The Doctor Knows Best

A hundred years ago doctors used a technique of  blood-letting to remove the ‘bad things’ in a patient’s blood which was supposed to make them well. I wonder how that worked out?

Do you know that mercury was once the cure for most anything that bothered a person…including poor thinking skills, since it pretty much destroyed brain cells.

Narcotics such as morphine, chloroform, heroin and cannabis were used to calm children so that their parent’s could handle them better, all with the backing of the medical community.

The inventor of the lobotomy was given a Nobel Prize in 1949.  Over 70,000 people were treated with this procedure before doctors decided it might not be a good idea to poke around in the brain with an ice pick. Imagine pushing a pick into the eye to relieve depression, schizophrenia or most any mental disorder. I get depressed thinking about it.  I wonder if it is was covered by health insurance!


At one time doctors advised people to drink their own urine.  That’s right, urine, to correct a whole list of ailments.  One could also use it as a skin rub or, get ready for this, an enema.
In the 50’s and 60’s the weight loss pill of choice was pure crack!  Imagine that, getting thin and high on just one pill; what a marketing concept!   And if an individual only want to take one remedy, he could swallow a dehydrated tapeworm and let nature take its course.

A condition known as female hysteria was treated by doctors using a vaginal massage which was later improved on with the invention of the vibrator.

You might wonder where I am going with all this seemingly useless information about doctors in the past who knew very little about how the human body works.  Well, do you think there is a chance that modern medical practices are still a little bit out of focus?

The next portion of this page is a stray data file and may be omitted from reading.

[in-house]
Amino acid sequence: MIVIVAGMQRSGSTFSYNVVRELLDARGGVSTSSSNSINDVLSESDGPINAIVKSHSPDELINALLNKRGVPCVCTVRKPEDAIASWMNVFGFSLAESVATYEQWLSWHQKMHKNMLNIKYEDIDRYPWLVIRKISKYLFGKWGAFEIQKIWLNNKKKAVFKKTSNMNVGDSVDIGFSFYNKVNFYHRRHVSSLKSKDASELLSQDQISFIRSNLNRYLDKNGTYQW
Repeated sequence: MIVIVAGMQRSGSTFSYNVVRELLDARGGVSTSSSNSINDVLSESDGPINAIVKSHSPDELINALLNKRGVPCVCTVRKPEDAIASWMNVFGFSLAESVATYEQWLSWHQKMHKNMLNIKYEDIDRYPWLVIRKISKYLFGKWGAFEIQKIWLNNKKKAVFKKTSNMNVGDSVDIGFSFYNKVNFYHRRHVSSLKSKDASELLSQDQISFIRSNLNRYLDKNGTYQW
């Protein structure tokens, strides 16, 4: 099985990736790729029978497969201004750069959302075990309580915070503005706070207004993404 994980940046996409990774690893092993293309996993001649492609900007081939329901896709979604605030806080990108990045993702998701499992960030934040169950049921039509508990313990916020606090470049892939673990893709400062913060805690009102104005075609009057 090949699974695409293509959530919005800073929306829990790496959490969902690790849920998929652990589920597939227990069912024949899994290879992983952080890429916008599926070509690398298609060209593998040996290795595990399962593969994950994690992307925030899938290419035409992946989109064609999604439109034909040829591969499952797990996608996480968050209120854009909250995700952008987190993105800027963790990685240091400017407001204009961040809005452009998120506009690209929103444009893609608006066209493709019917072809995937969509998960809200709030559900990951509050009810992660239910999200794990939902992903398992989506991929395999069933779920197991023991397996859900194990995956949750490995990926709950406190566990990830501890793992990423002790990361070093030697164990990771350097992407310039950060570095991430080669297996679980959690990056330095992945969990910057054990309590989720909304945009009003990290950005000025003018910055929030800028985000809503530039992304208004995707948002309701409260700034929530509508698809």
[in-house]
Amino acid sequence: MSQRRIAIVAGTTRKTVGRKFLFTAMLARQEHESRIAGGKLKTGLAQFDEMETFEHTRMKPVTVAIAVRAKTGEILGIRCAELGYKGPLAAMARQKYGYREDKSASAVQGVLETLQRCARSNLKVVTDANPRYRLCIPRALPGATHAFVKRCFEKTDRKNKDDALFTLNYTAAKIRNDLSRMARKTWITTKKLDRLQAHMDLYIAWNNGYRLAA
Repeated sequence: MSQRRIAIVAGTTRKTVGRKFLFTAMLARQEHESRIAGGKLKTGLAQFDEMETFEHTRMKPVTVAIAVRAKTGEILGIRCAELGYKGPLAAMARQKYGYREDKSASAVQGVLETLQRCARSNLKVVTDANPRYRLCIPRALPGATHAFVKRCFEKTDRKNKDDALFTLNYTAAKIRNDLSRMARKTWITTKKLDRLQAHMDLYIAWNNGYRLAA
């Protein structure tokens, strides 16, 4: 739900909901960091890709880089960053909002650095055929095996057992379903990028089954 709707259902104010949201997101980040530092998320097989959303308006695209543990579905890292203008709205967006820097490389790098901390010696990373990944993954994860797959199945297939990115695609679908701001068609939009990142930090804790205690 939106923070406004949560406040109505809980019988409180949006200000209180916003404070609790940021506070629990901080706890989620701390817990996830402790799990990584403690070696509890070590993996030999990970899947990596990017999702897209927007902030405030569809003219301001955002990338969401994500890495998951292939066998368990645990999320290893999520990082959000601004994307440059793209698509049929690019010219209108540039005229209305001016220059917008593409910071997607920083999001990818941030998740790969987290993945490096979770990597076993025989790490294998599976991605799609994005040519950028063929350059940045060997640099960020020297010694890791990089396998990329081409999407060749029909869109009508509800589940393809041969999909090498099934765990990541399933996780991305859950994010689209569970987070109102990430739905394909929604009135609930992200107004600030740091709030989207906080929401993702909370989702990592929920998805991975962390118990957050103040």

Let me tell you a quick story; well perhaps it will not be so quick. My wife developed a cough in mid-March of 2010.  In May she went to see a local doctor who gave her some kind of breathing treatment which did little to stop the cough.  In early June she visited another local doctor who did an x-ray.  When she returned to hear the results a week later, the doctor never showed up but later called to tell her the x-ray showed nothing.  In mid-August she made an appointment with an allergists  in Winchester.  He gave her lots of drugs and inhalers to control the cough.  After a second meeting with him she decided that his treatment was going nowhere and asked him to send her to a pulmonologist.  By the way, at this point she was still coughing terribly and not getting much sleep.  In the middle  of September she had this appointment with the pulmonologist.  He also ordered an x-ray; oh goody, more radiation!   After the x-ray showed nothing, he ordered a CT scan, which is another type of x-ray.  The scan showed a mass of infection at the bottom of both lungs (Pneumonia).  During this entire ordeal Sue was on three separate doses of antibiotics.   The pulmonologist ordered a bronchoscopy which reveals the type of the infection in Sue’s lungs.   He orders a stronger antibiotic which seems to work as long as she took  the pills.  Shortly after the prescription the coughing returns with a vengeance.  On October 25th he suggests that she see an infectious disease doctor and gave her a prescription of antibiotics to keep the infection under control until we could see the new doctor on December 2.  She met with the doctor who he told her she would need to be on an intravenous treatment of several antibiotics for up to three weeks.  We told the doctor we’d think about this.